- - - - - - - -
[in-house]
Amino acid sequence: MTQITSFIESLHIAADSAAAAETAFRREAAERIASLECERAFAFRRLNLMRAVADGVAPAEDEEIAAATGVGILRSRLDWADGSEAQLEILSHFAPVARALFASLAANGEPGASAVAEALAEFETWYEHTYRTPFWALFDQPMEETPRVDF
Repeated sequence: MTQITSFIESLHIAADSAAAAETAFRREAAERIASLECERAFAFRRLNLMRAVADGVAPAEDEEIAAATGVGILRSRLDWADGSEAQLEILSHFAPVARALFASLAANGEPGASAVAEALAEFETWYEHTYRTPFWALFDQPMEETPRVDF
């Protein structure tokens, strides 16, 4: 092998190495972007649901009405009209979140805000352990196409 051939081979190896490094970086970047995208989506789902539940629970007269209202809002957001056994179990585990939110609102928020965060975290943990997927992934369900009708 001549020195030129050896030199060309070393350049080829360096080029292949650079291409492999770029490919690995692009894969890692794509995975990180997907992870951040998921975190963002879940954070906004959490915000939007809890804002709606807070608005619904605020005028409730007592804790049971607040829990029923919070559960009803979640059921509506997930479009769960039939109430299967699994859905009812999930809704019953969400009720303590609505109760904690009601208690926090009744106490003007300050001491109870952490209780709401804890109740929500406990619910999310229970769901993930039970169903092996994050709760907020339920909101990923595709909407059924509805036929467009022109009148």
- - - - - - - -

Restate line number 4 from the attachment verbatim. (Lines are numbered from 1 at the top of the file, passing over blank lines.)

């Protein structure tokens, strides 16, 4: 092998190495972007649901009405009209979140805000352990196409 051939081979190896490094970086970047995208989506789902539940629970007269209202809002957001056994179990585990939110609102928020965060975290943990997927992934369900009708 001549020195030129050896030199060309070393350049080829360096080029292949650079291409492999770029490919690995692009894969890692794509995975990180997907992870951040998921975190963002879940954070906004959490915000939007809890804002709606807070608005619904605020005028409730007592804790049971607040829990029923919070559960009803979640059921509506997930479009769960039939109430299967699994859905009812999930809704019953969400009720303590609505109760904690009601208690926090009744106490003007300050001491109870952490209780709401804890109740929500406990619910999310229970769901993930039970169903092996994050709760907020339920909101990923595709909407059924509805036929467009022109009148």